Leonhardt is Wrong about Liberals, Conservatives and the Family Debate

By June Carbone

David Leonhardt, in a recent “Letter from the editor” in the New York Times, wades into the marriage debate. In the new guise of journalist as judge he pronounces that “liberals are wrong” on the relationship between inequality and the change in family structure.  In the process, he misstates what the issue is about and gets the wrong answer to the question he does ask. He makes both mistakes because of an age old journalistic problem: those trained to meet the limited space of physical newspaper column are taught to turn a complex issue into a simple one: does inequality cause a change in family structure or does a change in family structure cause a change in inequality? Here is how Leonhardt initially frames the supposed debate as to which liberals are “wrong.”

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Replacing the Budget Constraint with an Inflation Constraint

By Scott Fullwiler

Tim Worstall has a post decrying the dangers of MMT ever being used in the real world—even as he recognizes or at least suggests that it might be the correct description of how the monetary system works—and is particularly concerned about Stephanie Kelton’s new appointment as Chief Economist on the Senate Budget Committee. (Note: Randy Wray also posted a critique of Mr. Worstall’s post today.)

Mr. Worstall’s main issue is one we’ve heard hundreds of times before—because MMT explains that currency-issuing governments operating under flexible exchange rates and without debt in a foreign currency do not actually have budget constraints, this opens the door to all sorts of problems if put into practice. We can’t trust our government with this information, in other words—it must be required to match spending with revenues over some period (whether each year, over the business cycle, etc.) or at least plan over some period of time to not allow the debt ratio to rise beyond a modest level.**

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Dynamic Scoring—a First Step?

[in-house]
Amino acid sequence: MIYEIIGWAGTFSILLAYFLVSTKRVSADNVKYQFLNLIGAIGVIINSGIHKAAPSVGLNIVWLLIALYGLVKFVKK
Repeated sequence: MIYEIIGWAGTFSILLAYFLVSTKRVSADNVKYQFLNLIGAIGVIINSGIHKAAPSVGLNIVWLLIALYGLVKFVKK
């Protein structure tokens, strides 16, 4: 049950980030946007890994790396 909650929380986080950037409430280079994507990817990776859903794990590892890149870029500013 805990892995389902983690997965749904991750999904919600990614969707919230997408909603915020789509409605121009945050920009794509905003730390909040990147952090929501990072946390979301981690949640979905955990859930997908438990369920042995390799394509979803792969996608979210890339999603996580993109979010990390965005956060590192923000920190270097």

By J.D. ALT

What? You mean we haven’t always been doing that?

A recent op-ed in the Washington Post (“Dynamic Scoring” by Congressman John K. Delaney) alerts us to an astonishing fact: Not only does our political leadership insist that the federal government manage its budget in the same way as a household—i.e. not spending more than it “earns”—but further insists that the federal government behave like a household devoid of any rational capacity to evaluate the net future benefits of its budgetary decisions. In other words, if the U.S. federal “household” wanted to buy seeds for the federal “household” garden, it is required to deduct from its budgetary calculation the cost of the seeds, but it is NOT allowed to add to its budgetary calculation the value of the tomatoes and cucumbers that will grow from the seeds it intends to plant—nor is it allowed to assign a value to the nutritional benefits that the “household” members will obtain by eating the tomatoes and cucumbers (or the health-care costs incurred if the veggies are not consumed.) This is called “static scoring”, and it is what the Congressional Budget Office, Delaney tells us, is required to do each time Congress proposes to spend money on any particular item or program.

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A Technological Fix for Failing Democracies

Dysfunctional democracies are provoking anger, confrontations, crises and conflicts for the following reasons:

  • In many cases, the citizens of dysfunctional democracies are unable to decide who runs for office, who gets elected and what laws are passed because of obstacles erected to prevent them from doing so.
  • Several of these obstacles, for example election laws in the U.S., result in the election of lawmakers, such as those who control the U.S. Congress, who represent only a minority of eligible voters and pass legislation that rarely represents the will of a majority of voters.
  • According to extensive research, special interests, wealthy individuals, corporations and financial institutions tend to exert greater influence than voters over lawmakers’ legislative actions because they finance lawmakers’ electoral campaigns.
  • Rogue lawmakers whose actions are not controlled by their constituents but by influential groups and wealthy campaign funders are contributing to the creation of increasing inequalities of wealth that enable a small percent of the population to acquire most of their nation’s wealth, while the rest of the population has little or no wealth and few if any opportunities to create wealth.
  • Undemocratic political parties that control electoral machinery and do not allow competitive parties to take root prevent voters from setting party agendas and nominating and electing candidates of their choice, increasing the legislative disconnect between voters’ and lawmakers’ priorities.